Sharks Gameday: "Who Controls The Past Now, Controls The Future"



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21-16-5, 47 points 22-18-4, 48 points
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Ryane Clowe's openness about the effort level of his teammates. Todd McLellan's harsh criticism of the team's first periods. A closed door meeting with General Manager Doug Wilson, where players were asked to evaluate their play this season in front of their teammates. A call to arms from the individuals directly associated with the Sharks organization.

The response? One goal in 120 minutes of play. But sometimes the scoreboard doesn't tell the full story.

"The effort was better. I think everybody can see that from the bench, locker room, coaching staff, and probably the fans as well," said Sharks Head Coach Todd McLellan following the 2-1 loss to the Nashville Predators. "This is one of those games when you're cruising along, and you're at or near first place, when you say 'you know, we probably deserve a better fate.' But when you've lost some games here in a row, these are games that you have to win and the two points got away from us."

With the loss, San Jose has dropped into tenth-place in the Western Conference. The standings are filled with parity as they have been all season-- a mere five points separates the fourth seed from the twelfth, making each and every game from here on out as important as picking up toilet paper at the local convenience store before eating a big Thai meal. The margin for error is growing increasingly thin. The window to opportunity closing at a rapid pace.

McLellan's comments about a better fate echo around the stalls in the locker room. The 2-1 loss to Nashville speaks volumes to that. San Jose's sluggish first period starts and blown third period leads weren't on display tonight. The Sharks came out and played an excellent game, falling victim to a brilliant performance from Predators goaltender Pekka Rinne and shots that just couldn't find the back of the net. It was partly due to shot selection-- Sharks shooters were content with trying to go glove side high or right into Rinne's logo, and with Rinne eating up rebounds all night, there was a lack of second chance opportunities. But on a lot of other nights those shots go in. It was a game that they could have shaken off during the last two seasons, victims of circumstance but a bold step in the right direction.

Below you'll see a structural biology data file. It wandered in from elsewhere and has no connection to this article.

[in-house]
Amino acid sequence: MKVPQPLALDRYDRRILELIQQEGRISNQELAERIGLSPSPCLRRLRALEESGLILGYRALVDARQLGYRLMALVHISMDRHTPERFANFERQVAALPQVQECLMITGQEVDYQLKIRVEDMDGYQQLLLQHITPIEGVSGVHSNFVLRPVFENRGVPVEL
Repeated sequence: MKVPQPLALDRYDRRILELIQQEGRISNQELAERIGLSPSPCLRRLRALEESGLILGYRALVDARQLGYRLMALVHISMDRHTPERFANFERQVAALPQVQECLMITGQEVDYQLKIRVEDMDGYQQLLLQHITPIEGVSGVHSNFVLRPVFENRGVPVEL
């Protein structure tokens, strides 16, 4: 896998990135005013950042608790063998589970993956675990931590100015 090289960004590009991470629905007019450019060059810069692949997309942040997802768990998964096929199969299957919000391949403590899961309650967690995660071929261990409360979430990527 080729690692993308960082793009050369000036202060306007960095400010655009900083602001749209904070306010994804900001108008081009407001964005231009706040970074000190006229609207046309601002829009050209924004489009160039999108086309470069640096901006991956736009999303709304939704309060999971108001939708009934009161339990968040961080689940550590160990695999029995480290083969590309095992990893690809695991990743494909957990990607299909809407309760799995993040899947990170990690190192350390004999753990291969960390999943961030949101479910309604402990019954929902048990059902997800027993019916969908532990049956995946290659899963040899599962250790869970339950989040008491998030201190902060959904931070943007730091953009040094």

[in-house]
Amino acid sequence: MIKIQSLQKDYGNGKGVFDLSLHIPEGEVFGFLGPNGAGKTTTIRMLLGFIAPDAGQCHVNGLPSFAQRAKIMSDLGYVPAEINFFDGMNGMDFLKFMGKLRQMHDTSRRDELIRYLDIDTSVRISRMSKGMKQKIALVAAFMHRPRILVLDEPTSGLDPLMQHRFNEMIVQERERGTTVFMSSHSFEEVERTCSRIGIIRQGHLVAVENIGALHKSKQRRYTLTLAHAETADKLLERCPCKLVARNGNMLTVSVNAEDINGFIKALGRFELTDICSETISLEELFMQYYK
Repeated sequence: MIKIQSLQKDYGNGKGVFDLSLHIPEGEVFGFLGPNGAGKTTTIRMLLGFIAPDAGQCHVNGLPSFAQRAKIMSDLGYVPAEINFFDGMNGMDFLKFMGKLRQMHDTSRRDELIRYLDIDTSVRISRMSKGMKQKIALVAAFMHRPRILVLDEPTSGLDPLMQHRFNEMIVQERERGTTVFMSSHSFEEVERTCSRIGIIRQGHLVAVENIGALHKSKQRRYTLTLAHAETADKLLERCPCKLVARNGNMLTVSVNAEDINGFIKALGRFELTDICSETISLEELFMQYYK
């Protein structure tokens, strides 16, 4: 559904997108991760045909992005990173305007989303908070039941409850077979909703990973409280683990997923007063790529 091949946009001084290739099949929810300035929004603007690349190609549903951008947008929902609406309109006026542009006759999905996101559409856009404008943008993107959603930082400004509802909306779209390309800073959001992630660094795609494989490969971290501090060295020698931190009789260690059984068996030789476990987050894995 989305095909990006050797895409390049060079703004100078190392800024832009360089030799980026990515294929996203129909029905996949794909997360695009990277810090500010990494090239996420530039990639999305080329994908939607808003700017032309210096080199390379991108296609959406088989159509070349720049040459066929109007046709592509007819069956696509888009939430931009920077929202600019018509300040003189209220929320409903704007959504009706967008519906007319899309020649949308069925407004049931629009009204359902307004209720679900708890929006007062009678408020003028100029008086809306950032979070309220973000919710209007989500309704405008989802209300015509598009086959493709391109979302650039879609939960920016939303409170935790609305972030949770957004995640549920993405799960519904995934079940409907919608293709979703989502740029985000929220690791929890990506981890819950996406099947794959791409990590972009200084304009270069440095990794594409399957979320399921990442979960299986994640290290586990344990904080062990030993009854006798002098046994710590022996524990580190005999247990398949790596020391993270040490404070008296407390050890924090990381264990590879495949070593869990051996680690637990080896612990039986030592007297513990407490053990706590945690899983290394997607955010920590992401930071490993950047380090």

Halfway through this year however, that goodwill doesn't exist. San Jose will constantly be dealing with first period disappointments and blown leads for the rest of this season, even if an individual game doesn't feature one of those maladies. It feels cheap to reference Rage Against The Machine today, considering they are one of the most politically and socially significant bands in the history of music and are deserving of a much higher level of discussion than one dealing with sports, but the message is applicable-- San Jose's past performances this season are what control their future. There is no safety net to help them stomach losses such as the one they just experienced to Nashville.

San Jose will take another stab at two points in Anaheim tomorrow night. Although Rinne tortured the Sharks with 42 saves in HP Pavilion, there's no rest for the weary as Jonas Hiller gets the start for the Ducks. Hiller has been up to his usual tricks this season, turning a mediocre Anaheim club into a team that has hung around in the playoff race all season long. His .926 SV% on the season is nothing to sneeze at, as well as his stat line since the New Year-- Hiller has been excellent in his last three games, posting a .966 SV% to go along with a shutout on Friday.

So what can the team take away from tonight and apply against Anaheim?

"Start, effort, and commitment level," McLellan said.

Tonight was a start. But as the Sharks have learned all season long, it's about how you finish.

Prediction: Sharks win 3-1. Goals by anyone other than McGinn, Heatley, and Demers. Corey Perry does something fishy and Jonas Hiller makes us sweat profusely for the first two periods.